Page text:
Techaisle SMB and Midmarket Mobility Adoption Trends data shows that BYOD is not a factor in every SMB’s mobility strategy: more than half of small business (1-99 employees) respondents to the Techaisle SMB survey report that all or essentially all of the mobile devices in use are owned by the business, and nearly 25% of midmarket enterprises own 90%+ of their mobile device portfolios. However, BYOD is widespread within this group: 36% of the devices used by small businesses and 43% of those in use within midmarket firms are owned by employees.
The term BYOD has only been around since 2009, when it is said to have originated at Intel – but it has since become ubiquitous. A web search on the term will return nearly 10 million hits, and IT managers at organizations of all sizes and from nearly all industry sectors are very familiar with demands for connecting employee-owned mobile devices to corporate IT networks, applications and data resources.
Techaisle survey data shows that BYOD within SMBs comes in several ‘flavors.’ One of them is where employee both selects and pays for a new device, delighting the SMB finance, but causing problems for IT. Another flavor is CYOD, where employee pays for the device but selects it based on guidelines or an approved list. It appeals to both the SMB and IT but is not completely satisfactory for the employee. Third flavor is where it is a mix of two with some level of reimbursement for the purchase from the company and/or technical support for the devices. This has an upside because the employee selects technology that he/she is comfortable with but the downside is that the cost burden rests, at least to some extent, with the company rather than the employee.
Techaisle SMB and Midmarket mobility adoption survey data also shows that BYOD has implications on desktop and notebook purchases.
As is the case in each year’s SMB research, the Techaisle SMB survey asked respondents to detail their plans for acquisition of different types of client devices. Two of the major categories investigated by the survey are desktop PCs and notebook PCs. Techaisle data finds stronger purchase intentions for desktops than for notebooks in the US, an opposite of the intentions in Asia/Pacific. For example, in the US, 30% of small businesses and 75% of midmarket companies are planning to buy desktops in in the next one year as compared with 18% of small businesses and 63% of midmarket firms reporting notebook purchase intentions.
However, SMB purchase intentions do not provide a complete perspective on mobile device acquisitions. While one can assume that all desktops connected within a business are company-owned, data suggests that some of the notebooks used are employee-owned. If one includes potential employee purchases of notebooks as a factor in the expansion or refresh of corporate notebook fleets, the acquisition outlook for the next one year is altered.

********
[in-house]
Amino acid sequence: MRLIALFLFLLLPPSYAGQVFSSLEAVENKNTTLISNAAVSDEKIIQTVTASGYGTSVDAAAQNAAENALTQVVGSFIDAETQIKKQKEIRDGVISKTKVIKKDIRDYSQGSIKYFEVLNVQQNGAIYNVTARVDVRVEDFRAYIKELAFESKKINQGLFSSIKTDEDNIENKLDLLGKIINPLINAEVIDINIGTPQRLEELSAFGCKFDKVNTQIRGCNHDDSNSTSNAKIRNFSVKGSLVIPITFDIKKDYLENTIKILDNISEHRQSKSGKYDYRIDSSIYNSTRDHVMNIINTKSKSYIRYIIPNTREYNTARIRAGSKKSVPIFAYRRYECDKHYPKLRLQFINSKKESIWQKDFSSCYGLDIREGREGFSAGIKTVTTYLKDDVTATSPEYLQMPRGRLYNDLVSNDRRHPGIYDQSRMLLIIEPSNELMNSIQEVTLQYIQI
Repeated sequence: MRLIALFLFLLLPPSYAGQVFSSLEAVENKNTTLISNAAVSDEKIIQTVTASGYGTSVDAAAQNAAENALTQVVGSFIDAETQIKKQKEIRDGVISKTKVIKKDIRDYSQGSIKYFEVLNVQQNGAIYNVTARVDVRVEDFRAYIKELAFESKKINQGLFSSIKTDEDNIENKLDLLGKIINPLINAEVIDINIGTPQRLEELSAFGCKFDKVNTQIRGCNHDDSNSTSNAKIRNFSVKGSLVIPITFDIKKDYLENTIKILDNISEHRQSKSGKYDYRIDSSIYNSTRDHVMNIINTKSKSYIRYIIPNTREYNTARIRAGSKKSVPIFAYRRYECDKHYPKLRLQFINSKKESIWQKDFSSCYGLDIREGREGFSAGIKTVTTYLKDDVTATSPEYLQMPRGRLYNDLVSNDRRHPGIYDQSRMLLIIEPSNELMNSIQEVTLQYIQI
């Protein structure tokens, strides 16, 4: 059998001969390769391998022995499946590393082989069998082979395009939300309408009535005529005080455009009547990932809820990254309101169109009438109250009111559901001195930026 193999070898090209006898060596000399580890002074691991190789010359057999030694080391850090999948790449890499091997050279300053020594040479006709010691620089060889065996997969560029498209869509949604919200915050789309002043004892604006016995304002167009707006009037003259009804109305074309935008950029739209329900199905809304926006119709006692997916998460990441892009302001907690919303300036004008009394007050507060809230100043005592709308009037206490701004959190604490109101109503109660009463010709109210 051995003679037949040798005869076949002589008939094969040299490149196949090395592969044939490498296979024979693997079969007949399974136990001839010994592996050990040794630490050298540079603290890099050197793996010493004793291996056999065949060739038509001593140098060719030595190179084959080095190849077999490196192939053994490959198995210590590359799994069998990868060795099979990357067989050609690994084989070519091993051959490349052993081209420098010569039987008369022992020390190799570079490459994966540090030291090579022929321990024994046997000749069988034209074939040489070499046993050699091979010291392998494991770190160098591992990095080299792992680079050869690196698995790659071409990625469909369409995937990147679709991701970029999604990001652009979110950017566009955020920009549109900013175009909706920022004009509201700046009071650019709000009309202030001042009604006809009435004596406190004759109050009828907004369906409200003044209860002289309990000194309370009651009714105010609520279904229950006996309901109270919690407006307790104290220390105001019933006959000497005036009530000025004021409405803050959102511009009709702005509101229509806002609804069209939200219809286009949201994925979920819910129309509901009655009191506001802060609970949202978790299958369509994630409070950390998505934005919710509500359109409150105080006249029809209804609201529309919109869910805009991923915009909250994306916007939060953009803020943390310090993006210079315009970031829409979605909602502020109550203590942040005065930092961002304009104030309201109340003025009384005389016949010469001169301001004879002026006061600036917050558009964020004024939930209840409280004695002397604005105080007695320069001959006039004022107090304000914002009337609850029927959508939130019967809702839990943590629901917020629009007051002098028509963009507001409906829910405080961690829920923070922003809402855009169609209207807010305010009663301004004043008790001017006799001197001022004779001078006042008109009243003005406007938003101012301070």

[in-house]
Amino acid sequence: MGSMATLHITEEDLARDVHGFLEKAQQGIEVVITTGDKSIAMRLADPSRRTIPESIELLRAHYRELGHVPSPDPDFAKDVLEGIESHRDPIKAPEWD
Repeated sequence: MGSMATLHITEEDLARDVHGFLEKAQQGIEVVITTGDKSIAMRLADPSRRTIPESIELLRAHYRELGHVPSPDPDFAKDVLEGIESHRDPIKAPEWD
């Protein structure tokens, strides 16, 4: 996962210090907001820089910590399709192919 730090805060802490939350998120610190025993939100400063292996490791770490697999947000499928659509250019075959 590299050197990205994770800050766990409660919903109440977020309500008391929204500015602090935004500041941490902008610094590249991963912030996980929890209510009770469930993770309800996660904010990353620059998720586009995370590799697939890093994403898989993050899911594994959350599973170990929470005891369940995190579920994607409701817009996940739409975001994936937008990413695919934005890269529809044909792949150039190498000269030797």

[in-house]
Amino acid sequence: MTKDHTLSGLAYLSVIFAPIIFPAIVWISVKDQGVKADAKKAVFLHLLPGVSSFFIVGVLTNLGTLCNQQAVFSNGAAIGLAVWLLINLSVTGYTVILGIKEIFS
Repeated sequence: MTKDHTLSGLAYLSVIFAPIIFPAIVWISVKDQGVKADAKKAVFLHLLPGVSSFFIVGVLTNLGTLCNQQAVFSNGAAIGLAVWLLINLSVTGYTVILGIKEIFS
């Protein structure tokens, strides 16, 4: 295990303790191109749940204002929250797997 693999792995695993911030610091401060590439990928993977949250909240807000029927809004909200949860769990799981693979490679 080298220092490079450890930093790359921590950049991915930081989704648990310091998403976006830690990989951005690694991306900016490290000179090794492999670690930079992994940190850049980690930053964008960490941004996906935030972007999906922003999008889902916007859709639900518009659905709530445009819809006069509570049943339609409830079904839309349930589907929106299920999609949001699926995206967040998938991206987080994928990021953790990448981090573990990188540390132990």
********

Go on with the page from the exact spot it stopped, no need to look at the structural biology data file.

Based on global survey data Techaisle calculated the impact on notebook purchase intentions using several scenarios. Again, looking at the US market only, if employee purchases of notebooks are equivalent to current BYOD penetration levels, new notebook units would be about equal to new desktop purchases in most employee size segments, while a 50% scenario would result in ratios ranging from about 1:1 to 1:6 in all but the smallest employee size category.
Of course notebooks are not the only type of compute device used within SMBs. Techaisle SMB 2015 survey also probed use and purchase intentions for tablets and Chromebooks.
The survey found that tablets have established a foothold in small businesses – with 38% of small businesses with 1-99 employees using tablets today – and that they are firmly entrenched within midmarket mobile device portfolios, with 94% of midmarket firms (and 100% of firms with 250-999 employees) reporting use of tablets.
Purchase plans indicate that the population of tablets within US SMBs will increase with just over 20% of microbusinesses, roughly 45% of “larger” small businesses, and more than half of midmarket businesses plan to buy tablets in the next one year. Although purchase volumes are not likely to be very high in any employee size segment, the breadth of purchase intentions indicates that the overall population of tablets used within global SMBs (including US, Asia/Pacific, Europe, Latin America) will expand across all employee size categories, resulting in a low double-digit percentage increase in tablets used by US & Europe SMBs, high teens in Asia/Pacific and Latin America in in the next one year.
The Techaisle SMB survey finds that interest in Chromebooks appears to be relatively flat. Comparing data for the last two years Techaisle finds that while Chromebook buying intentions for companies with 10-99 and 500-999 employees is increasing there is flat or declining interest in the 1-9 and 100-499 segments. Assessing the overall SMB impact of these purchase plans, Techaisle estimates that Chromebook unit sales will be up by just over 6% in in the next one year.
IT vendors need to recognize the distinctions that are apparent across employee size categories, and structure their offerings accordingly. OEMs and other IT vendors courting the very small business (1-19 employee) segment should recognize that employees are most likely paying for and supporting these devices themselves; as a result, manufacturers will need to offer financing and vendor/carrier-supplied, business-grade support options. In larger organizations, funding and support is more likely to come from business and IT management; in these markets, OEMs are advised to establish programs that make it easy for corporate staff to onboard, secure and support new devices and users. In both cases, there are gaps in policies; suppliers who help businesses to establish and implement effective BYOD practices may be able to position their products favorably as a result.
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